System upgrades are a fact of life. If you’re running a mainframe system, you’re doing it for a good reason—and that’s almost certainly because you need the performance, capacity, throughput and security. Not only that, you’re more than likely experiencing growing workloads—at least since 2008 (while some may only have experienced decelerated growth in 2008). Either way, it’s not “if” you’ll be facing a system upgrade at some point, it’s “when.” You will be doing it, the only question is when.
With mainframe systems, the good news is that a hardware upgrade is pretty straightforward: it’s not cheap, but it’s relatively painless. Software upgrades like Db2—they may happen at the same time, or not—they’re… well, okay, they’re pretty painful. But what database product as powerful as Db2 is an easy upgrade? The point is that you need to do them, and you know it.
After living with the upgrade lifestyle for many years, IT professionals soon learn there is a fairly regular upgrade cycle that a given mainframe shop can expect. Of course, an upgrade cycle period will depend on the type of business the organization runs, whether banking, insurance, financial services, healthcare, or retail, and it will also depend on how successful the business is, its rate of growth, as well as other factors. But a business can eventually determine that period fairly reliably—enough so it can plan its IT budget accordingly.
One of our banking customers had a mainframe upgrade cycle of three years. Every three years, the organization could pretty much bank on (sorry) a mainframe systems upgrade. Despite minor business fluctuations over the years, this turned out to be a very reliable number. Yearly budget planning took this cycle into account, and there were never any surprises; at least not since 2008. So every three years, the organization’s finance department would budget the necessary dollars for a mainframe systems upgrade. It became routine.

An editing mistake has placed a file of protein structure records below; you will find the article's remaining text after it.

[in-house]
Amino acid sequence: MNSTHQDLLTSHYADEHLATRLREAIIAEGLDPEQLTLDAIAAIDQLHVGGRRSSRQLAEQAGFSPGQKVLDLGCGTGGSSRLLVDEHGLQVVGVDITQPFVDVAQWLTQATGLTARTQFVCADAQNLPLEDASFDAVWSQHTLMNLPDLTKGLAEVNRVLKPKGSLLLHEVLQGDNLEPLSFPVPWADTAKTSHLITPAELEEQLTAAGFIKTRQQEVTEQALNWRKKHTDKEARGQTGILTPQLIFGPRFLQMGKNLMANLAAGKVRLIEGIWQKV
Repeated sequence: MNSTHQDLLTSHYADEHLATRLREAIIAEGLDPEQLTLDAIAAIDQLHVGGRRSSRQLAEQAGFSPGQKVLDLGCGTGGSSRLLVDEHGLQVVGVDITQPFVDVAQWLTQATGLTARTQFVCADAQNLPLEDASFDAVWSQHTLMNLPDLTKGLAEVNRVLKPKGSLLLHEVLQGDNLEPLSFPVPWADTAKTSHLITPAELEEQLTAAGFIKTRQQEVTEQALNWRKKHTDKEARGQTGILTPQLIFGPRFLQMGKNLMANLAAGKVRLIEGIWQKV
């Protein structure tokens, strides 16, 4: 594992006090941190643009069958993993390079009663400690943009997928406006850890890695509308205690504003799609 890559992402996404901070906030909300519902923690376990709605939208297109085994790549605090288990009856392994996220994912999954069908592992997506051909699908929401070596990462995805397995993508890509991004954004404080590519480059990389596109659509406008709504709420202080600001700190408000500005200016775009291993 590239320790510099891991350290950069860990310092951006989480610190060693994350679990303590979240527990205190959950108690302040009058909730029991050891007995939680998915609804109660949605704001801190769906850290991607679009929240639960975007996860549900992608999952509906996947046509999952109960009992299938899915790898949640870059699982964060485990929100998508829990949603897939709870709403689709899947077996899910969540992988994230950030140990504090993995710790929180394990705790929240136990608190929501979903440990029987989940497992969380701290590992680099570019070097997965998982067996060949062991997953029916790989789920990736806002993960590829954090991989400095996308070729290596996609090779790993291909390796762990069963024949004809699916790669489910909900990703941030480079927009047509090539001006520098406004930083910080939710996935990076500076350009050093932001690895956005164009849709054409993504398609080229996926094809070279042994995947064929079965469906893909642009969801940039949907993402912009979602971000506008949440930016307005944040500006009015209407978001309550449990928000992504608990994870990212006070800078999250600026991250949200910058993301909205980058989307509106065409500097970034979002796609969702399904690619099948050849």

They weren’t complacent, they just didn’t think there was a way to change the cycle effectively. IBM helped out with sub-capacity pricing and regular Db2 updates that improved performance every time, among other things. The organization was used to the three-year upgrade cycle, and it wasn’t aware of other possibilities.
Cutting to the chase, we provided the customer with a systems optimization solution that enabled the organization to manage its mainframe system capacity in sync with its growing workloads. This immediately extended their mainframe system upgrade cycle from three years to four years. You can do the math: that’s one less upgrade over a 10-year period. That’s what optimization can do from a systems perspective. We’ll be going back to that organization this year to show it how to stretch that upgrade cycle from four years to five, or better. We’ll help them do that through optimization at the application and database levels.
Like death and taxes, mainframe systems upgrades are one of the sure things in life, at least for growing businesses. You aren’t going to see the end of them, but there are ways to see them a lot less often, and that’s going to have a positive impact on the bottom line.